Minnesota state Sen. Dan Schoen sexually harassed women involved in state politics while serving as a DFL lawmaker, according to multiple women who have spoken to MinnPost. Schoen, currently a first-term senator from St. Paul Park, previously served two terms in the House. He also works as a paramedic and police officer in Cottage Grove.
The women describe behavior by Schoen that ranges from persistent and unwanted invitations to meet to physically grabbing a woman from behind. One woman, who asked to not be identified, said he sent her a photo of male genitalia via Snapchat.
Schoen, who was presented with the allegations in a meeting with MinnPost, was aware of each incident but said in a subsequent statement that the allegations are “either completely false or have been taken far out of context. It was never my intention to leave the impression I was making an inappropriate advance on anyone. I feel terrible that someone may have a different interpretation of an encounter, but that is the absolute truth. I also unequivocally deny that I ever made inappropriate contact with anyone.”
“Despite this, if any of my actions or words have ever made another person feel uncomfortable or harassed, I deeply regret it and truly apologize,” Schoen continued. “This is not who I am nor is it the person I would want anyone to feel I am.”
But DFL Senate Minority Leader Tom Bakk, after being told about the allegations and talking with Schoen, called for him to resign from his seat in the Legislature. “These victims’ allegations are sobering and disturbing. Sen. Schoen’s actions, even with additional context, were inappropriate and do not meet the standards for behavior of a state legislator,” Bakk said in a statement. “I have discussed these allegations with my leadership team and we are united in our call for Sen. Dan Schoen to apologize, step aside, and seek care to address these actions.”
As of late Wednesday evening, Schoen said he had no intention of resigning.
‘That’s a good door-knocking ass’
Among the women to step forward to report their experience with Schoen is Lindsey Port. In August of 2015, Port was a first-time DFL legislative candidate when she went to an event in downtown Minneapolis to mingle with fellow candidates. The Democratic National Committee was hosting three days of meetings in Minneapolis, and a year ahead of the presidential election, Hillary Clinton and former Maryland Gov. Martin O’Malley were expected to show up and shake hands with activists from across the country.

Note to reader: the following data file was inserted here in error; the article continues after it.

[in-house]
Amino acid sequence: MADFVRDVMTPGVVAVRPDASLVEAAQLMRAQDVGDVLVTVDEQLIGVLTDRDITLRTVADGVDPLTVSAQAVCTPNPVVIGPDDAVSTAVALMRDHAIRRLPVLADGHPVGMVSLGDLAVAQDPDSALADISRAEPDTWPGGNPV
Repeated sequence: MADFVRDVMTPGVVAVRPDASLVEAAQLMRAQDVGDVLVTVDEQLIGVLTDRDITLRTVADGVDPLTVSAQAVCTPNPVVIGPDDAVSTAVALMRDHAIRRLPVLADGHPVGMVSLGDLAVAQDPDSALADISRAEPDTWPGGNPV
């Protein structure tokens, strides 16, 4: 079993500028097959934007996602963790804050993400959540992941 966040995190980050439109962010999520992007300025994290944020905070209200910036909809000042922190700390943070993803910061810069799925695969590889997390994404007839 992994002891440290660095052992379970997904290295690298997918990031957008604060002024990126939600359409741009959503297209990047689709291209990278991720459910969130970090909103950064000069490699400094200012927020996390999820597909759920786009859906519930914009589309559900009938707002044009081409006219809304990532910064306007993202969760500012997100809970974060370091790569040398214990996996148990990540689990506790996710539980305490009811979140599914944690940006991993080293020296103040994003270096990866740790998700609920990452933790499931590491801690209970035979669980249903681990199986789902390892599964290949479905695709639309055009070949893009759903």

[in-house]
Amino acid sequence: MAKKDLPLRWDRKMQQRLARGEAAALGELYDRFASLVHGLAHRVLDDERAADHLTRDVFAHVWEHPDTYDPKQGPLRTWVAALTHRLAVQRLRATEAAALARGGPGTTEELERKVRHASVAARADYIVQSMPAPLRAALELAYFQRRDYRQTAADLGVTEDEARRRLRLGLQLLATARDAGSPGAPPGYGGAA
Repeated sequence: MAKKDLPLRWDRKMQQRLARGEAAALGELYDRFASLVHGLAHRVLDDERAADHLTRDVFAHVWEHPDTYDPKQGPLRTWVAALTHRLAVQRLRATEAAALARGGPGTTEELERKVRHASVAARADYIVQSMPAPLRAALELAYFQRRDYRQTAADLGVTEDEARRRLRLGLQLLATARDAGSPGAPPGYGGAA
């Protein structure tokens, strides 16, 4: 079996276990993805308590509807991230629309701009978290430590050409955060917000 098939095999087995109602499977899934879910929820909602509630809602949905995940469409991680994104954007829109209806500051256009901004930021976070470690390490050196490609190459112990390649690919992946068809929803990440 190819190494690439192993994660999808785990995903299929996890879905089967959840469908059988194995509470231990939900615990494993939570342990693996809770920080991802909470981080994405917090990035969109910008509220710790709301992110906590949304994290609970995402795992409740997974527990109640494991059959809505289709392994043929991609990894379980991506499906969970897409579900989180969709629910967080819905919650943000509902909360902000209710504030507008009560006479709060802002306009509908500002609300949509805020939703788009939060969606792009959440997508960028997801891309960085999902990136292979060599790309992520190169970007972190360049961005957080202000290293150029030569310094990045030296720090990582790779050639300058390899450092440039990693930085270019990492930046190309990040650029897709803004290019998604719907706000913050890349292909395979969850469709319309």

Port, a small-business owner, had recently announced her plans to run for a state House seat in the Burnsville area. At the DNC event, she was chatting with other candidates and state legislators about her busy summer knocking on doors — a common campaign activity — when Schoen, then a representative in the House, stepped back to look at her from behind. “‘I can tell when a candidate is doing a good job knocking on doors by checking out their ass,’” Port says Schoen told her. “He said, ‘Yep, looks like you’re doing a good job.’”
The group quickly moved on to other topics, but about 15 minutes later, Port recalled, O’Malley showed up at the event and she made her way over to meet him. Right as she was about to greet O’Malley, Schoen came up from behind her and grabbed her buttocks. According to Port, Schoen then said: “Yep, yep, that’s a good door-knocking ass.”
After the incident, Port says she was initially uncomfortable talking about what happened. “I was new in politics. This was my first time running, or being anything other than a volunteer,” she said. “I already was getting a lot of, ‘Oh, your race is going to be super targeted, you’re in one of the most targeted districts, it will be very high profile, be very careful and make sure everything looks great and you’re doing all the right things.’ I was very concerned that it would become a reason for the party not to target me if I spoke out against him. Or that it would just be, ‘She was the girl who can’t take a joke,’ and that would be the story.”
But since she was running for a seat in the same chamber as Schoen, Port saw him as a potential colleague, even if she wasn’t in the House yet. Two weeks later, she reported the incident to DFL Rep. Erin Murphy, who was then the deputy minority leader of the Minnesota House. Murphy said she reported the incident to the executive director of the House DFL caucus. After that, it became a personnel issue and she wasn’t privy to what happened next, Murphy said. The results of that complaint are not public under state law.
“I reported it and then I went back to Lindsey,” Murphy told MinnPost. “A guiding principle to me in a situation like this is to let the person that is impacted guide how and when she wants to tell that part of her story. She has made a decision to tell this story now. I think that is brave on her part and I have said all along that when she decided — if she decided — to tell this story that I would be there to support her as a friend.”
Others report experiences with lawmaker